A Brief History of Criminology and Criminal Psychology

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DATED: 05.05.21

Crime and punishment have evolved greatly since the Victorian-era but, even to this day, studies are continually being undertaken in order to understand what motivates criminals and how crime might be deterred. Thanks to modern medicine, we now have a greater understanding of how the human brain works, but we’re not fully there just yet. That being said, we’ve certainly come on leaps and bounds since the Victorian-era – especially in terms of criminology. 

To see just how far we’ve come, you need to take a look back at what early criminologists thought. 

A Brief History of Criminology 

Crime ran rife in Victorian England, and the government was struggling to keep a lid on things. It used to be the assumption that religion and the fear of consequences from god would keep people in line, but that proved to be redundant as courts and jails became overwhelmed with the rising number of criminals. This saw the government implement new measures to try and control the growing unrest, including the introduction of the Metropolitan Police in 1829 and a range of new laws governing things like the management of foreigners and those seeking to rebel through the form of protest. 

When it became clear this wasn’t working, the government finally began to look at what exactly was causing people to commit crimes. Rather than implement better living and working conditions that would surely decrease the number of people resorting to crimes like theft and fraud in an attempt to simply survive, they chose to turn to science. 

At the time, Cesare Lombroso was at the forefront of psychiatry. The Italian physician published On Criminal Man which detailed what he believed to be the four reasons why a person would commit a crime. This is now called criminology – the study of who commits crimes, why they commit crimes and how crime can be prevented.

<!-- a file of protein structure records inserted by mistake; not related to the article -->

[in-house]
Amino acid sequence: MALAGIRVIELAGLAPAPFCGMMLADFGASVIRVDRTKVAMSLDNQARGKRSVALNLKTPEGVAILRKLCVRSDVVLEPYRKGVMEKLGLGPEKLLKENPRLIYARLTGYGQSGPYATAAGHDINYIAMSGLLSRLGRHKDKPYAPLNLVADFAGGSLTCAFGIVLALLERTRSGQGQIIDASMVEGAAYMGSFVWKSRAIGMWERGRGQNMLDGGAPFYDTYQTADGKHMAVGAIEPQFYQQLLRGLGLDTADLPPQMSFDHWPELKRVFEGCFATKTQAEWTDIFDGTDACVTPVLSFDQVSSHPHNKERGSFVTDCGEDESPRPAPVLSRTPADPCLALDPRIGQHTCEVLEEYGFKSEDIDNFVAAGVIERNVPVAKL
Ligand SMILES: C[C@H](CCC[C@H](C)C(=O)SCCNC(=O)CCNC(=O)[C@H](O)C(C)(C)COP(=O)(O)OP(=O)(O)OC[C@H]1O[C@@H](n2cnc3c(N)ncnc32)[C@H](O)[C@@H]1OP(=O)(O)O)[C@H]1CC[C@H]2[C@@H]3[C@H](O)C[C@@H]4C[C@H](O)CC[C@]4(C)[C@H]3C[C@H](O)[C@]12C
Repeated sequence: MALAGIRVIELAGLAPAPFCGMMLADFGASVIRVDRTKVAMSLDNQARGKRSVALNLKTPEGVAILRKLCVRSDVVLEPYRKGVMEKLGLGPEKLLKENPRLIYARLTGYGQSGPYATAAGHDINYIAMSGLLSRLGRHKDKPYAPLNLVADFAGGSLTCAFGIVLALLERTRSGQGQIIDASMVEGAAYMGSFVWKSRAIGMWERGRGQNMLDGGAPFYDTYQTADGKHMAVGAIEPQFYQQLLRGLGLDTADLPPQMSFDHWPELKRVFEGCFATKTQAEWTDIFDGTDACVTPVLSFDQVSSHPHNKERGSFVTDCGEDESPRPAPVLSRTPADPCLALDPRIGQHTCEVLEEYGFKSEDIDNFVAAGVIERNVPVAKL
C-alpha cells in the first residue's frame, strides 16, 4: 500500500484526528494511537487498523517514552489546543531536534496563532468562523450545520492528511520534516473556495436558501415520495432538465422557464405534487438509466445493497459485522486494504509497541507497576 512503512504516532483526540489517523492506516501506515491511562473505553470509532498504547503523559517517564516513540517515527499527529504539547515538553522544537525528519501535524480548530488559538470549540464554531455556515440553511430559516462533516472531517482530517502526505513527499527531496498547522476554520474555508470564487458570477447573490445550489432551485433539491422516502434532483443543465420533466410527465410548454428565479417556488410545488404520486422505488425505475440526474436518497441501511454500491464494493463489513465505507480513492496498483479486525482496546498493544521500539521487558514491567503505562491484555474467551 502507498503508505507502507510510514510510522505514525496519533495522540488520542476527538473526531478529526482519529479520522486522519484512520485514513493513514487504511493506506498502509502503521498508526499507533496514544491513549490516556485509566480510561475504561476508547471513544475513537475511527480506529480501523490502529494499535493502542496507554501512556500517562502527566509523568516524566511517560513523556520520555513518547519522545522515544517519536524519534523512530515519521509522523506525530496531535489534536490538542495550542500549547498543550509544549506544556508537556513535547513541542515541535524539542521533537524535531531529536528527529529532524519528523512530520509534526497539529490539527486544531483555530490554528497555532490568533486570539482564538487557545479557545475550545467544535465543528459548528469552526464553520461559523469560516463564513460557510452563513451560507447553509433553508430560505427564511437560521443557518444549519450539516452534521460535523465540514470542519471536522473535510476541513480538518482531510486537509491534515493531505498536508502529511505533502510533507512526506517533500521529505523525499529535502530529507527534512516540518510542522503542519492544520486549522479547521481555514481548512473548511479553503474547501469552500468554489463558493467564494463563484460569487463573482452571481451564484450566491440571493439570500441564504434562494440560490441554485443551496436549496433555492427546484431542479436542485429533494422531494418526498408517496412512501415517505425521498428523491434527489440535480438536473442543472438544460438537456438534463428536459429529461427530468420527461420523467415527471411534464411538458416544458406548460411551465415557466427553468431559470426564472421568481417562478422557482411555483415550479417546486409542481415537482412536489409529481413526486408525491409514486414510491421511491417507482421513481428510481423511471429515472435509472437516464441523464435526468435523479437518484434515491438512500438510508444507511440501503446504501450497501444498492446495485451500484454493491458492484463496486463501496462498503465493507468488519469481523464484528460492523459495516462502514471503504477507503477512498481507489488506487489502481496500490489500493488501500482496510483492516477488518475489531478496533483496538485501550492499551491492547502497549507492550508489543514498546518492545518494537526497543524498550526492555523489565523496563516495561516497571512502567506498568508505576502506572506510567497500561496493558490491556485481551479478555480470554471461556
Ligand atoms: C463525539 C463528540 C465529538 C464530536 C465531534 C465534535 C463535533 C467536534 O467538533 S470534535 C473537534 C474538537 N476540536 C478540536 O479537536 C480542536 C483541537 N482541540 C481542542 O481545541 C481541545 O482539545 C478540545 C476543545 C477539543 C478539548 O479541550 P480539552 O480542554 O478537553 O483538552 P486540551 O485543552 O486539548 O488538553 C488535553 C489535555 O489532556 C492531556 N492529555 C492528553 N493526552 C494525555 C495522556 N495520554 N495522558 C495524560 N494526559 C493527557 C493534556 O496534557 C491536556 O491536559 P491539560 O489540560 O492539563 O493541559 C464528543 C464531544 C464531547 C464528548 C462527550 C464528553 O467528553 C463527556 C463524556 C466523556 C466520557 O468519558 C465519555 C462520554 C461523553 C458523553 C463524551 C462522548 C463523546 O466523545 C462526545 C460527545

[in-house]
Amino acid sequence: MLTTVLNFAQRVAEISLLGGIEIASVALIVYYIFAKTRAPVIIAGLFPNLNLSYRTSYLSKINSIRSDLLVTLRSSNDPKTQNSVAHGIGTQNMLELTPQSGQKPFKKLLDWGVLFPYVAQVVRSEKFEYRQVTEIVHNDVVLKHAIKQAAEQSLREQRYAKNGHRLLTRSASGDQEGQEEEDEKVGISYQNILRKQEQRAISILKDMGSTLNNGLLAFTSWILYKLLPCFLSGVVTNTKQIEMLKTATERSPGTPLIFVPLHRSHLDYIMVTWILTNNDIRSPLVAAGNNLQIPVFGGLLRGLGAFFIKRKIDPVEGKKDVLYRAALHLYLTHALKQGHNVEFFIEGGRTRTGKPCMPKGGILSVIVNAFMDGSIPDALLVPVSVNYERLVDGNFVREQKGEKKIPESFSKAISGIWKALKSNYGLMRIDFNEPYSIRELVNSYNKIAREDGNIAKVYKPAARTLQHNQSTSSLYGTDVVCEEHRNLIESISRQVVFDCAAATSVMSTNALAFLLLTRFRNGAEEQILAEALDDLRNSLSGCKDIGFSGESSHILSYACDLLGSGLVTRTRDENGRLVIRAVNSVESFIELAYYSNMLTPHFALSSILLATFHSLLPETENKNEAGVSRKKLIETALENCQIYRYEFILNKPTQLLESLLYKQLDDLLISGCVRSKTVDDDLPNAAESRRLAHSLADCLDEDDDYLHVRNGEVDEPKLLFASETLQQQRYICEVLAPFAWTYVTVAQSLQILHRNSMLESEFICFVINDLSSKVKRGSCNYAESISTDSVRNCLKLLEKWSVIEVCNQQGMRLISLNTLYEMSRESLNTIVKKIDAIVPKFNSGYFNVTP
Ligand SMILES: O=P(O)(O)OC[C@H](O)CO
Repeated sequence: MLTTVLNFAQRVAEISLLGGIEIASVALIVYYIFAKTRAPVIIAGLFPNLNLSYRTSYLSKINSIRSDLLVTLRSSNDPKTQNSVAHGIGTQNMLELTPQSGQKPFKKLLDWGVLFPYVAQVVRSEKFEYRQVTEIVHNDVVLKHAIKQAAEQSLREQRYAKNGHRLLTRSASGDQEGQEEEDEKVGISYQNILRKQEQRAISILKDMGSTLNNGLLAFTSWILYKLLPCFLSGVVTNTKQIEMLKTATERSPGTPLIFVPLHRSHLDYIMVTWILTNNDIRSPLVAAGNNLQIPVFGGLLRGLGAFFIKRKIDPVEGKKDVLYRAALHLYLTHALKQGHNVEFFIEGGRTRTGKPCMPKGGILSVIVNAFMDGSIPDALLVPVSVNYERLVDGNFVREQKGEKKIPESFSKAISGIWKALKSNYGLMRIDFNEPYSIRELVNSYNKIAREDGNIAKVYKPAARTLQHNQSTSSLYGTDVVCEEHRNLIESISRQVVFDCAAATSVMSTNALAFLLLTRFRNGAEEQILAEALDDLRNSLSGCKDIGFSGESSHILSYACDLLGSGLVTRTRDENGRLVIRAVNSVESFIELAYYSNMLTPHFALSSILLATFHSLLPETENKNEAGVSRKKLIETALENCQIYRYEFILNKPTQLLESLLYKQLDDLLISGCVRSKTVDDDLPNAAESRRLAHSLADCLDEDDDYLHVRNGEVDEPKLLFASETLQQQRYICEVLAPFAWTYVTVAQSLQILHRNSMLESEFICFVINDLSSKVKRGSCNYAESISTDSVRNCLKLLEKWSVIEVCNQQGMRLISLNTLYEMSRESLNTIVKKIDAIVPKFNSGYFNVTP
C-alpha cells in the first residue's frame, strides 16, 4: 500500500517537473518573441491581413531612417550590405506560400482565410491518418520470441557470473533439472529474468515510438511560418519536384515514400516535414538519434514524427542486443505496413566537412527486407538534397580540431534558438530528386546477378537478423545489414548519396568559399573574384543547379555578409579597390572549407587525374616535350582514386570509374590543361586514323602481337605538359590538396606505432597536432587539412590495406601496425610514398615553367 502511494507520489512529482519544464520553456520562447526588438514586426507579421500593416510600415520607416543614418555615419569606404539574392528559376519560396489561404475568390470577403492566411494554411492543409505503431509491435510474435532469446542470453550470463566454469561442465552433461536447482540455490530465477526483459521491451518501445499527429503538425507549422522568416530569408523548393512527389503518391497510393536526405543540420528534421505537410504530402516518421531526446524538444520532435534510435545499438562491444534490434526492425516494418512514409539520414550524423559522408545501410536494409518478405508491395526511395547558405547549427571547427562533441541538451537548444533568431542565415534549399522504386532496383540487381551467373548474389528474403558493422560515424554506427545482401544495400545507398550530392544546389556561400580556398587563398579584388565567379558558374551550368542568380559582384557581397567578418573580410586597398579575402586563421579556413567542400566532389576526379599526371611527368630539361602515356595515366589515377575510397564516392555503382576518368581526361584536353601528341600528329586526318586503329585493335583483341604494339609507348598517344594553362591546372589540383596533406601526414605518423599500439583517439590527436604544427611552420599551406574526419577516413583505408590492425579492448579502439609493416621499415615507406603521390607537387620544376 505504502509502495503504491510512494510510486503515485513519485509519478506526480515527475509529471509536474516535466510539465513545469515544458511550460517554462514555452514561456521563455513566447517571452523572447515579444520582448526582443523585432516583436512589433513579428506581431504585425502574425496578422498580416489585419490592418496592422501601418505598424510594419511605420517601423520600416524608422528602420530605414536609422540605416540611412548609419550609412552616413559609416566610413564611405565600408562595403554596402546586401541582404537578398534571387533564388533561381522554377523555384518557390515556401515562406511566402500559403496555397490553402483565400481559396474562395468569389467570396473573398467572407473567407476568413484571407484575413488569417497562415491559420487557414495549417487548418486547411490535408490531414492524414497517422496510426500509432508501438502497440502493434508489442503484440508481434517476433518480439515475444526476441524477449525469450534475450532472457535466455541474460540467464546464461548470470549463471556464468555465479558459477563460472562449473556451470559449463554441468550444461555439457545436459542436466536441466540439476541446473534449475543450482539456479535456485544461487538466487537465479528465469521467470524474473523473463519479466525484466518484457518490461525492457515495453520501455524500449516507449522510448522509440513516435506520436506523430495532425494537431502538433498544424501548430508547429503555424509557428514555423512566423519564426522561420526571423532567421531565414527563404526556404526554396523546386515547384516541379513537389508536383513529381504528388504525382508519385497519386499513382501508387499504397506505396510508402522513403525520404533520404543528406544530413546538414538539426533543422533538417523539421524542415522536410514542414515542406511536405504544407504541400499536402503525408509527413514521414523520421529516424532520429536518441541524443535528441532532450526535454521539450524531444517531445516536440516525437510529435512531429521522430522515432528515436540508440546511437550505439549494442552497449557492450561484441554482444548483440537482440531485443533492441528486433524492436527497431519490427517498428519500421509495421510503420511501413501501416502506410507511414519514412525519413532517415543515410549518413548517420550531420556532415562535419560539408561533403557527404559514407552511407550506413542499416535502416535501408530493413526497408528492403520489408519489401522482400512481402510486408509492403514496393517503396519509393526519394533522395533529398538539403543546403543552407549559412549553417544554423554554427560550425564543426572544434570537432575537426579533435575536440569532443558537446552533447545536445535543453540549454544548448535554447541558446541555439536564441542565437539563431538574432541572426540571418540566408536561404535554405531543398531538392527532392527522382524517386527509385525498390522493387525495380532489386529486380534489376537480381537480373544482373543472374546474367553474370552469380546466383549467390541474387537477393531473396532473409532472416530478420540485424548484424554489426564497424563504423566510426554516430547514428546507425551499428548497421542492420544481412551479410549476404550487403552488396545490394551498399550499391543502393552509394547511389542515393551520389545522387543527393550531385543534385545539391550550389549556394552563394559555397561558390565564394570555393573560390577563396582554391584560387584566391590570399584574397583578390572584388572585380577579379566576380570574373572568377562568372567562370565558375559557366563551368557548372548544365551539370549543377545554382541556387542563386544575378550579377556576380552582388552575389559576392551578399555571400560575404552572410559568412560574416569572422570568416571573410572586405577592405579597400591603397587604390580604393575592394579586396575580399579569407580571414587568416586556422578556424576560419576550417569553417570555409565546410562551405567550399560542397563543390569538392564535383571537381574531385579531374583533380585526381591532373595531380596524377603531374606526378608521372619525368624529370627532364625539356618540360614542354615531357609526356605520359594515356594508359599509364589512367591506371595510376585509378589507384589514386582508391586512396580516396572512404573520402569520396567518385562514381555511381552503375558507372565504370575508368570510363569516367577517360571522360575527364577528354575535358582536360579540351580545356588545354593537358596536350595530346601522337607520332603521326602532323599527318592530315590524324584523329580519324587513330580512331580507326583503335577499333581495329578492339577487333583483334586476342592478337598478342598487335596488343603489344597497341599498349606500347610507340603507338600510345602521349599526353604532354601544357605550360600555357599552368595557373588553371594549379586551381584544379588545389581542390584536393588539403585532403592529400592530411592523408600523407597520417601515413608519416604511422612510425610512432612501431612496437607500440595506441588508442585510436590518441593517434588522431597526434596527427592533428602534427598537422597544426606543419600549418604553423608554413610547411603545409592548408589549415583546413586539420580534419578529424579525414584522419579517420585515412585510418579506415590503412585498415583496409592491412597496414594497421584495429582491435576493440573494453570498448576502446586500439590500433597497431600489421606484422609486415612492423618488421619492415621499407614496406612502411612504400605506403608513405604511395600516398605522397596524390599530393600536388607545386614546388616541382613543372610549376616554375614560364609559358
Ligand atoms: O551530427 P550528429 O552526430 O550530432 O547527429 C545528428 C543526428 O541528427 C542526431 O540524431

Many people took Lombroso’s word as gospel, and even to this day, the theories that he presented as early criminology influence people’s perceptions of criminals. 

Why Victorian People Committed Crimes

The first reason people might commit a crime, according to Lombroso, was that they were simply born that way. If a person was born with shifty looking eyes, a large jaw or fleshy lips, Lombroso concluded that they were a born criminal. In this event, Lombroso touched upon the concept of eugenics. The problem with this theory is that some of the features Lombroso listed as criminal characteristics were more prominent amongst certain races, and this fed into the idea that some races were more likely to be criminal by nature. It was only when Adolf Hitler started to experiment with eugenics that Lombroso’s name was dropped from the discussion. Unfortunately, this prejudice still exists in modern society, despite it having absolutely no scientific basis as proved in the years following Lombroso’s proposals of criminology. 

If a person wasn’t a born criminal, they were surely an insane criminal. Mental illness wasn’t greatly recognised nor was it understood at this point in time, so the definition of an ‘insane criminal’ was far-reaching. Those who suffered from alcoholism, paranoia and epilepsy were considered insane criminals, as were ‘idiots’ and ‘imbeciles’. In modern times, mental illness is more widely understood and criminals may be excluded from conviction on the grounds of diminished responsibility pertaining to a diagnosed mental illness. Courts of law now don’t include epilepsy, alcoholism or ‘idiocy’ as a mental illness.